Human Capital

As Djankov, La Porta, Lopez-de-silanes and Shleifer (2002, p. 196) argue that the success of entrepreneurship begins with the entrepreneur himself. This means that the formation of new businesses requires people with great talents and individuals willing to take risks that are involved. For regions with high chances of entrepreneurial activities, often two approaches are used to develop human capital. The first approach involves all attempts to increase entrepreneurship through investing in research, promoting innovation, commercialization and engaging in educational institutions. The other approach involves the offering of support to available entrepreneurs through education, offering advice and, offering other services in the business development process.

Financial Capital

Regions rich in entrepreneurs usually have a strong capacity for venture capitalists or angel investors. In most cases entrepreneurs rely on debts as their sources of finance. According to a survey, most financial assistance programs were loan guarantees, direct loans and, loan participation. Only less than 10% of the programs attracted direct or indirect equity investments. Public policy focuses on debt financing as opposed to equity capital. Similarly, the availability of funding is important in all the stages of business development. This requires that all nations should focus on funding the companies at all stages to ensure their success.

Tax and Regulatory Climate

The tax and regulatory climate are policies developed by a nation and can affect entrepreneurship a significantly (Gilson, 1999, p. 580). Many researchers point out that public bureaucracies and regulatory policies acts may act as a hindrance to businesses and particularly, entrepreneurs. In many states, business start-ups are faced with a disproportionally federal regulatory burden as compared to macro businesses. On the other hand, entrepreneurial climate refers to the community’s willingness and openness to new ideas and taking risks as well as the extent to which entrepreneurs are appreciated, supported and recognized. Education system, political environment, corporate and, financial sector are some of the entrepreneurial climates that affect all businesses within specific localities.

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Entrepreneurship in Saudi Arabia

According to Abdullah (2007, p. 56), more than half of the century ago, the GCC countries and particularly, Saudi Arabia were poor and loosely governed. All this changed when oil became a major focus of entrepreneurship in these countries and modernity was embraced. Within a short period of time since the discovery of oil wealth, Saudi Arabia had to cope with dramatic changes in the field of entrepreneurship. Worth noting, entrepreneurship in Islam is given a high priority and Saudi Arabia being one of the Muslim-dominated nations, entrepreneurship plays a great role. Like many other oil-producing countries, Saudi Arabia has abundance of opportunities in entrepreneurship. It is estimated that unemployment rate in Saudi Arabia is approximately 20%. Further, the research shows that 30,000 new jobs are created annually while there are more than 100000 Saudi’s seeking employment opportunities. Ironically, while 20% of the Saudi’s are unemployed, about 60% of the job opportunities are composed of foreigners (Almaeena 2007, p.89).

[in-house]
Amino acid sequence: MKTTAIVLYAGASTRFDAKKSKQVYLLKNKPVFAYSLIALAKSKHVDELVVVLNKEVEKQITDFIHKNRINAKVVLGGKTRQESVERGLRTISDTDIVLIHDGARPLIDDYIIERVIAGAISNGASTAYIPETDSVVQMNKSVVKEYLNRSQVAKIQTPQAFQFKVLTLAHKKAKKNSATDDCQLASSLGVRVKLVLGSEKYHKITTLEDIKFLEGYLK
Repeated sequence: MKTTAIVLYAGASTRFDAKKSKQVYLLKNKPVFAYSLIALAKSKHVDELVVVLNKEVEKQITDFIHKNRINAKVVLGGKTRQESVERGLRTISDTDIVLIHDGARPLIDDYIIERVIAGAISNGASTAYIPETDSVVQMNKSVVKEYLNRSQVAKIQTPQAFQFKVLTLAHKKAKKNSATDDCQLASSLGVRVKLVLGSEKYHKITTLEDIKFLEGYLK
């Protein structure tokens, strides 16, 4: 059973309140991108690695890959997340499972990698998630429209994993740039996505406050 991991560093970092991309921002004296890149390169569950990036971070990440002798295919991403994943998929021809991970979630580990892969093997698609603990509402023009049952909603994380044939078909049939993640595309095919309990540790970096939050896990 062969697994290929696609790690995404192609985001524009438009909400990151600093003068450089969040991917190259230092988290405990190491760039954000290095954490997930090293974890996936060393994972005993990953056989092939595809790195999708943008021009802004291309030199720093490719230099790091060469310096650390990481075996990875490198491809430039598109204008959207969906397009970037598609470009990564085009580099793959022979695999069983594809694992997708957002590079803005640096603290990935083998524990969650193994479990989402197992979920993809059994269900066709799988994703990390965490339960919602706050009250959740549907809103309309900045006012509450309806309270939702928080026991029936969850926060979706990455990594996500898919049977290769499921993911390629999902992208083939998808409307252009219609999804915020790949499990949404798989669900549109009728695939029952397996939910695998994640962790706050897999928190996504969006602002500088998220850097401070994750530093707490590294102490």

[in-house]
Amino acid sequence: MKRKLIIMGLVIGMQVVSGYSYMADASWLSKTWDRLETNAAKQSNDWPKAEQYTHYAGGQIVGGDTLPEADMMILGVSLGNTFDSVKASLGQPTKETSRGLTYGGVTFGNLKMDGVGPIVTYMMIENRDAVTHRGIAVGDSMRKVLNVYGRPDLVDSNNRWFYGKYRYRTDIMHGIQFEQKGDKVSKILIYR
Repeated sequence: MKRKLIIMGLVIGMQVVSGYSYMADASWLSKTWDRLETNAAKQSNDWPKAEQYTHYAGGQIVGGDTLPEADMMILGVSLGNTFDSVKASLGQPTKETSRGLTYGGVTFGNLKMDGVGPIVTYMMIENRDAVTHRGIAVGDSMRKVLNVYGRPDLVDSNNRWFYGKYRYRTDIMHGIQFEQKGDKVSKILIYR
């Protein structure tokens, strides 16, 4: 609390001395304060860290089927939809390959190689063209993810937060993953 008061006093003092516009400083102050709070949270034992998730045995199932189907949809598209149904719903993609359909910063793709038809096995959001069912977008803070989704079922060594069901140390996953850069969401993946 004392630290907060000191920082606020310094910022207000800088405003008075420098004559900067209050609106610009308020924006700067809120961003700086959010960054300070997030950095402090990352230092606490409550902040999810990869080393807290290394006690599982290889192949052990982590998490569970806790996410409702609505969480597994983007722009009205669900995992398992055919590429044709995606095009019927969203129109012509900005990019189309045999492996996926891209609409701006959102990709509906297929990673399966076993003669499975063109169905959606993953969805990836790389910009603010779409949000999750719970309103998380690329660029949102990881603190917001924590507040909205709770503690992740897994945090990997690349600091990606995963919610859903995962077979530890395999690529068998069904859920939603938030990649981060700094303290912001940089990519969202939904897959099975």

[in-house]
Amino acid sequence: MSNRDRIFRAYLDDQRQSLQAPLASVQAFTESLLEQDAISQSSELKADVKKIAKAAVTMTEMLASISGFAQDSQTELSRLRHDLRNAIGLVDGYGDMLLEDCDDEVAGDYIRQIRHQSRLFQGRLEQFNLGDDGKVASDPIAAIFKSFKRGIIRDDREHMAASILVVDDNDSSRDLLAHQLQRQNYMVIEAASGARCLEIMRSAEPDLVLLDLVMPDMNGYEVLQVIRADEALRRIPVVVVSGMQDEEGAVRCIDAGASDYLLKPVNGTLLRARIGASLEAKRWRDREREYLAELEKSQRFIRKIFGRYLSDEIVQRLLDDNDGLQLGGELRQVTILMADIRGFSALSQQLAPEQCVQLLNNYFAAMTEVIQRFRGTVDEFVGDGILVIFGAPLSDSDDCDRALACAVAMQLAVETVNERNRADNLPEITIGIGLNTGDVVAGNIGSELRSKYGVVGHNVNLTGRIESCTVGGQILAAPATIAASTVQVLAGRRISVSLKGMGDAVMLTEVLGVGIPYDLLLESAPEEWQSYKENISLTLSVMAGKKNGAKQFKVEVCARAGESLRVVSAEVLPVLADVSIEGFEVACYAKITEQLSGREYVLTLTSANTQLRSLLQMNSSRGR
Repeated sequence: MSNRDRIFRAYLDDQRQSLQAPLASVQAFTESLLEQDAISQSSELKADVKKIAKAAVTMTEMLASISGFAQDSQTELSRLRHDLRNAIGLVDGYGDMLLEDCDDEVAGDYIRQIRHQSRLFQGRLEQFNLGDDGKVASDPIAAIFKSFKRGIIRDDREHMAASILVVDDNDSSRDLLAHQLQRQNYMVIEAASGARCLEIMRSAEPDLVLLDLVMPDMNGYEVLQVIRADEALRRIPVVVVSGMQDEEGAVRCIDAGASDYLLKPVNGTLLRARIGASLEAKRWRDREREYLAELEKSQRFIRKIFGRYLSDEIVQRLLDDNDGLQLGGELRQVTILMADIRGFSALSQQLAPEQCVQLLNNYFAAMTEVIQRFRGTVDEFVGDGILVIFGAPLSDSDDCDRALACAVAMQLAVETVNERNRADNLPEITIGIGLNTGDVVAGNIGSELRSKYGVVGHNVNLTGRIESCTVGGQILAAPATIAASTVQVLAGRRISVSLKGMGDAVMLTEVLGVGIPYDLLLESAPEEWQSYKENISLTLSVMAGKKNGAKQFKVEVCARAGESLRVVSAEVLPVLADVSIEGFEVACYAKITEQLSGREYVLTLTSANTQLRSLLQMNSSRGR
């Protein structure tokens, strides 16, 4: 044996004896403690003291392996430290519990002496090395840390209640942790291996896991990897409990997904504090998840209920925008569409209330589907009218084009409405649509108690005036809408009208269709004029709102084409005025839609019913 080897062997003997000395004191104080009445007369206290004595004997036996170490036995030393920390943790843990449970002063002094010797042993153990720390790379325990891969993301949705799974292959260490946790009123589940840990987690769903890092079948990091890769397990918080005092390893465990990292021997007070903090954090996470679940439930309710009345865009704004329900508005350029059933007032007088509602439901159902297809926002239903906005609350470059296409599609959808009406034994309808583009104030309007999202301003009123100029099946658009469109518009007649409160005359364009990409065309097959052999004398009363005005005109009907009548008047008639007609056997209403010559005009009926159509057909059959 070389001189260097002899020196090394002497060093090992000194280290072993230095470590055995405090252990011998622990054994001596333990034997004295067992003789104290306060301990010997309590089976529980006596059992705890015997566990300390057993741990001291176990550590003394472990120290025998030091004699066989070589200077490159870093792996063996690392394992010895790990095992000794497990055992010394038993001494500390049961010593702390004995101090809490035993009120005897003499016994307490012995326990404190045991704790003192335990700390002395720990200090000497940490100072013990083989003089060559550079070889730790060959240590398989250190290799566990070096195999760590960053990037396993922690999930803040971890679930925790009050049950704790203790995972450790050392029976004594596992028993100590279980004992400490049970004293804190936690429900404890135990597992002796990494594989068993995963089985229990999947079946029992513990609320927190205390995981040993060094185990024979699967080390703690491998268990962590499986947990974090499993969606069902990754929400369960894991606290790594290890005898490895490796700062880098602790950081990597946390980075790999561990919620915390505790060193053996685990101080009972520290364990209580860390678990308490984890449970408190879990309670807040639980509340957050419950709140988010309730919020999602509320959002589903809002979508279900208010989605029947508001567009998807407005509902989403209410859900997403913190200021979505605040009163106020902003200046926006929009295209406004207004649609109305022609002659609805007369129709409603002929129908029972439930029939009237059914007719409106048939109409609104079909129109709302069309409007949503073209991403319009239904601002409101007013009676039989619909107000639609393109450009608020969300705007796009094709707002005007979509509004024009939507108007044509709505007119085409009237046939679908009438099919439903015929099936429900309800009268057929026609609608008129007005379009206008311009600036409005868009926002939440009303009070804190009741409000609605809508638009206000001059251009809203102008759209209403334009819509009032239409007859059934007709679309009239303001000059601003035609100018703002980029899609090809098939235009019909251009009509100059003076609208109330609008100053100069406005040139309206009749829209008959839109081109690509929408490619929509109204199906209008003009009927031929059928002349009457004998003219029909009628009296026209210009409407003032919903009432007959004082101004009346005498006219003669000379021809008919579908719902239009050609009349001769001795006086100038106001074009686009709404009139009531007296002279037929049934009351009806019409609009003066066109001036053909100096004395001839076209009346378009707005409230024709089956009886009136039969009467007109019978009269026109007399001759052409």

According to Power (2005), Saudi Arabia has emerged as one of the greatest places for entrepreneurial activities. By the end of year 2010, the country intended to join top ten lists of competitive nations. Small and medium-sized enterprises dominate the economy as they contribute to over 92% of the business available in Saudi Arabia. To promote and support entrepreneurship in Saudi Arabia, a program referred to as Saudi fast growth has been developed. This program ranks the fastest-growing companies or enterprises in accordance with their revenues. More than 70% of the fast growth CEOs are entrepreneurs who are founders of other companies and are still in their businesses. These world-class entrepreneurs are highly competitive as their revenues grow at about 43% annually which is more than ten times the rate at which the kingdom’s private sector is growing. This program has become a powerful source of inspiration for the coming generation of entrepreneurs (Atkinson, 2007, p.4).

Inquest for global competitiveness, Saudi Arabia is making dramatic moves in the entrepreneurship world. In 2005, Saudi Arabia was ranked as the 67th nation by the World Bank. Surprisingly, by 2009, it had climbed it’s way up to number 13. Out of the 178 countries doing well in businesses, Saudi Arabia was ranked 23rd for ease of doing business, the third for ease of property registration and, seventh for ease of paying tax. This was facilitated by the creation of new office for commercial that eased commercial registration within the shortest time possible. This means that Saudi Arabia is in the front line to support entrepreneurship through creation of climate that supports business and rewards innovations as well. The regulatory and tax policy that supports business growth coupled with efficient equity markets has created a favorable climate for entrepreneurship growth. In addition, cultural and education reforms in the country essentially promoted the growth of businesses more than ever before (Ba-lsa, 2007, p. 54).